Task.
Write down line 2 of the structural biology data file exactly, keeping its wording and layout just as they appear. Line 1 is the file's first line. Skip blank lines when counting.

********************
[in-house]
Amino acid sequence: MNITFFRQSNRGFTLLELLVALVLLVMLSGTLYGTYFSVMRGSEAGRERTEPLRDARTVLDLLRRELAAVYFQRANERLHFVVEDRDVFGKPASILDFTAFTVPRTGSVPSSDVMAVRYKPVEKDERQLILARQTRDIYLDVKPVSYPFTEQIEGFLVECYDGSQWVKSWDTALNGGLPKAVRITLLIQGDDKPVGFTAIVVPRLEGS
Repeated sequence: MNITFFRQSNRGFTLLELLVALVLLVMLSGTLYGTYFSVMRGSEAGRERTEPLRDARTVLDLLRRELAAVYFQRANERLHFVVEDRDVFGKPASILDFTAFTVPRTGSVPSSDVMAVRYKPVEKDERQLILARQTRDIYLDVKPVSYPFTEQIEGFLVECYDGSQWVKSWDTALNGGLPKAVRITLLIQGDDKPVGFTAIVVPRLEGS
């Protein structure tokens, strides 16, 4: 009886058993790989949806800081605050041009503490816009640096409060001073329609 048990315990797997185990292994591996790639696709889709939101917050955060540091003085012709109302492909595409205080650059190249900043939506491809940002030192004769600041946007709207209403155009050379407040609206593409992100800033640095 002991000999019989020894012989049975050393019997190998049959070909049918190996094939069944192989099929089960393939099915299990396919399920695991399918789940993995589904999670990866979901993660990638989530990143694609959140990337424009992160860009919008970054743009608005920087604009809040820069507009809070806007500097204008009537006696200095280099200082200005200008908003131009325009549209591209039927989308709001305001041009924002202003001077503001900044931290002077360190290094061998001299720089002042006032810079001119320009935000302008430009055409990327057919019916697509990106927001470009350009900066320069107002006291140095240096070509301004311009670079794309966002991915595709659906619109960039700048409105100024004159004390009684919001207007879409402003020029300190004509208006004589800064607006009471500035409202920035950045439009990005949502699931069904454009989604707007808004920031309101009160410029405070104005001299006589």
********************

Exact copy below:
Amino acid sequence: MNITFFRQSNRGFTLLELLVALVLLVMLSGTLYGTYFSVMRGSEAGRERTEPLRDARTVLDLLRRELAAVYFQRANERLHFVVEDRDVFGKPASILDFTAFTVPRTGSVPSSDVMAVRYKPVEKDERQLILARQTRDIYLDVKPVSYPFTEQIEGFLVECYDGSQWVKSWDTALNGGLPKAVRITLLIQGDDKPVGFTAIVVPRLEGS